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The new Frontiers in Computing Systems group,  part of Columbia’s Data Science Institute, is hosting an inaugural full-day symposium, with leading speakers and panelists, to highlight the advances and grand challenges in Big Data infrastructure:  extreme-scale computing systems (hardware, parallel computing, software, databases) and their application to solve diverse cutting-edge problems in climate and ocean science, population-scale biomedical informatics, genomics, materials science, neuroscience, astrophysics and engineering.

The symposium includes an exciting keynote by Ruchir Puri, the chief architect of IBM’s Watson system, on "Engineering the Future of Cognitive Systems."  Other speakers include those developing state-of-art high-performance parallel computers and large-scale Python-based software platforms, as well as experts on computational problems in climate science, astrophysics, and protein folding simulation.

The event will include a keynote talk, lunch, two talk presentation sessions, a networking and poster session, and a panel of experts with audience participation.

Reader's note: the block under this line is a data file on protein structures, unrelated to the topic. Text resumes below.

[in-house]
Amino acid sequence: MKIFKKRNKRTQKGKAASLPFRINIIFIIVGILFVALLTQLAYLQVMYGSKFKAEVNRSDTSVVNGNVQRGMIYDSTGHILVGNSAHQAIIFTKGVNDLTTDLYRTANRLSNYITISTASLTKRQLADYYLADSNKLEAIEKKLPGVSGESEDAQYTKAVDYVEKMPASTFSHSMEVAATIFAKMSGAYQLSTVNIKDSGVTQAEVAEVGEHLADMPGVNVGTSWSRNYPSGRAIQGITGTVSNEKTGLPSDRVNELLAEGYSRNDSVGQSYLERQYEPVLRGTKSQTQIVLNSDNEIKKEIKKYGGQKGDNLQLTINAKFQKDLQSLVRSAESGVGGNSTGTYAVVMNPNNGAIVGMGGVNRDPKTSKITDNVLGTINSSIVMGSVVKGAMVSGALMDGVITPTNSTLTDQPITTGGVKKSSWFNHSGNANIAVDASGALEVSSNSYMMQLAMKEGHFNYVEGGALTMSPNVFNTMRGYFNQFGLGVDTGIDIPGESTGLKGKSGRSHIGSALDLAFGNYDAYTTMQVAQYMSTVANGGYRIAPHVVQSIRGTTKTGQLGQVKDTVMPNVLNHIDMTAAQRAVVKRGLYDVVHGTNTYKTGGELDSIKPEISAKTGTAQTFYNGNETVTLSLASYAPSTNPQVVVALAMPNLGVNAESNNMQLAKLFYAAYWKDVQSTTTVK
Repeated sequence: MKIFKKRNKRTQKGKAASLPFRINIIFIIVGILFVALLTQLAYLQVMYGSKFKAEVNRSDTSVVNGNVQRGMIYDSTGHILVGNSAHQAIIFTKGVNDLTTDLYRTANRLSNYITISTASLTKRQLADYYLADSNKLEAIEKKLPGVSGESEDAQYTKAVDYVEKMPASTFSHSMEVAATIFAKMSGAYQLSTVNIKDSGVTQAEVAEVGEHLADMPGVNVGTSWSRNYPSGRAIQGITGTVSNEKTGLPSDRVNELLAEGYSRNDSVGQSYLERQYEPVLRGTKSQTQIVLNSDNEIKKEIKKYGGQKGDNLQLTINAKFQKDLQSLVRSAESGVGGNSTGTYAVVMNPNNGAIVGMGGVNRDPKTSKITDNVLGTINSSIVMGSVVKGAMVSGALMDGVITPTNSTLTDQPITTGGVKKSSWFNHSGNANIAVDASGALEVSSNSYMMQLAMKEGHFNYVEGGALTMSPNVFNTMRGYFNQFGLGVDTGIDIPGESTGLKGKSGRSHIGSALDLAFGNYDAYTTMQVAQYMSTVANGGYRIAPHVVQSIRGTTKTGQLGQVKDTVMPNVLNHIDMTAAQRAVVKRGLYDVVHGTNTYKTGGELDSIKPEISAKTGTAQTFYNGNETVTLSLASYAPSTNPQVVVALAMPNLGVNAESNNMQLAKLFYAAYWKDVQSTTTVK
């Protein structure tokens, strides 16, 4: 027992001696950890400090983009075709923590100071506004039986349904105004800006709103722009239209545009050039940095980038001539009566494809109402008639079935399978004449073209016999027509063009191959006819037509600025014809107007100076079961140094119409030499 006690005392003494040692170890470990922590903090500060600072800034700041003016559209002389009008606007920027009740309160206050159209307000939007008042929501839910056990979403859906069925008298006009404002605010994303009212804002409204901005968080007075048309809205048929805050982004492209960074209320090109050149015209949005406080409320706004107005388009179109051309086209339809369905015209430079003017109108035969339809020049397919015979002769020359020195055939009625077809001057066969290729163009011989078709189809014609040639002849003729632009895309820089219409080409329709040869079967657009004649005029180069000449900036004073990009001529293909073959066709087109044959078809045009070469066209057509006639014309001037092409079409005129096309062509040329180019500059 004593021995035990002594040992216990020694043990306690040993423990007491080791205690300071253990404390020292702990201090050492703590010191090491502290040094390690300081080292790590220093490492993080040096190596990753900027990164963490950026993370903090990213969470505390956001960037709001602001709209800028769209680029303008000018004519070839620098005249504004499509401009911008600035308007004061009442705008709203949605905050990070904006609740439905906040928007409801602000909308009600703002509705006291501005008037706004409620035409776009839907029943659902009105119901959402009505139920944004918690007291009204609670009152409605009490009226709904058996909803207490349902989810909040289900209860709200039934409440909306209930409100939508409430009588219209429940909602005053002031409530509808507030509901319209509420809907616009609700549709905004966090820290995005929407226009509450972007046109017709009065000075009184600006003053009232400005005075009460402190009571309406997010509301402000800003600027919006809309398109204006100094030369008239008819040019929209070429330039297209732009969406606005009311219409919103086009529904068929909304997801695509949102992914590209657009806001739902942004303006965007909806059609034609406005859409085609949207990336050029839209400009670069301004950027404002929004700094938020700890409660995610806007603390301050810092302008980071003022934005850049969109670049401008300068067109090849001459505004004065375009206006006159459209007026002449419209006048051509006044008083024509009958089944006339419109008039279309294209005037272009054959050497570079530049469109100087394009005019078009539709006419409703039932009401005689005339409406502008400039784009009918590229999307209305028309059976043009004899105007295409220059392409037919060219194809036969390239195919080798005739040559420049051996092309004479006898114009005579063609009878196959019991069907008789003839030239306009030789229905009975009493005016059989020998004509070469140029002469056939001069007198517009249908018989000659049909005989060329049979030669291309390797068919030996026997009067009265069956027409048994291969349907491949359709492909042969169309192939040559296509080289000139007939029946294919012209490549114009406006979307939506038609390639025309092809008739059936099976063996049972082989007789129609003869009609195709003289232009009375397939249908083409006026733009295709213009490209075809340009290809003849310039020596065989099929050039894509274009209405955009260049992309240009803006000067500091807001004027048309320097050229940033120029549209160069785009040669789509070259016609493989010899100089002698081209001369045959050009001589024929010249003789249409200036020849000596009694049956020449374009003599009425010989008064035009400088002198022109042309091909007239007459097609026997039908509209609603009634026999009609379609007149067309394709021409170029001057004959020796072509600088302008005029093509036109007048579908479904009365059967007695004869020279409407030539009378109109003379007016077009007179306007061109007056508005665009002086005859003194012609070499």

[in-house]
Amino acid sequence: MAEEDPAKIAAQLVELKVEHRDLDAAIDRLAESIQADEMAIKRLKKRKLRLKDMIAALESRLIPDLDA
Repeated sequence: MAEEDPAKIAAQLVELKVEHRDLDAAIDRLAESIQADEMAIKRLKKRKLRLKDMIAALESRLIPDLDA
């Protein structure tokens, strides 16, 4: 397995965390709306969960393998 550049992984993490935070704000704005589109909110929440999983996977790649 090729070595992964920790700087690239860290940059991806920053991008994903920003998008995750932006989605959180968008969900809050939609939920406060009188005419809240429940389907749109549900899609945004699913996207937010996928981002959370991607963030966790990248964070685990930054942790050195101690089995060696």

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avatar for Leslie Greengard

Leslie Greengard

Professor, Courant Institute, NYU
Director, Center for Computational Biology, Simons Foundation (Flatiron Institute)

LESLIE GREENGARD is the Director of the Center for Computational Biology at the Flatiron Institute, a division of the Simons Foundation. He received his B.A. degree in Mathematics from Wesleyan University (1979), and his Ph.D. degree in Computer Science and M.D. degree from Yale University (1987).  From 1987-1989, he was an NSF Postdoctoral Fellow at Yale University and at the Courant Institute of Mathematical Sciences, NYU, where he is presently a member of the faculty. He served as the Director of the Courant Institute from 2006-2011.

Greengard and collaborators developed the Fast Multipole Method (FMM) for particle simulations and electromagnetic modeling, the fast Gauss transform for the analysis of diffusion and heat flow, and high order accurate methods for a variety of wave propagation problems. Much of his research has been aimed at the development of integral equation based methods for partial differential equations that are geometrically flexible, robust and automatic. For their work on the FMM, he and Vladimir Rokhlin received the Steele Prize from the American Mathematical Society in 2001. He was elected to the National Academy of Sciences and the National Academy of Engineering (2006) and to the American Academy of Arts and Sciences (2016).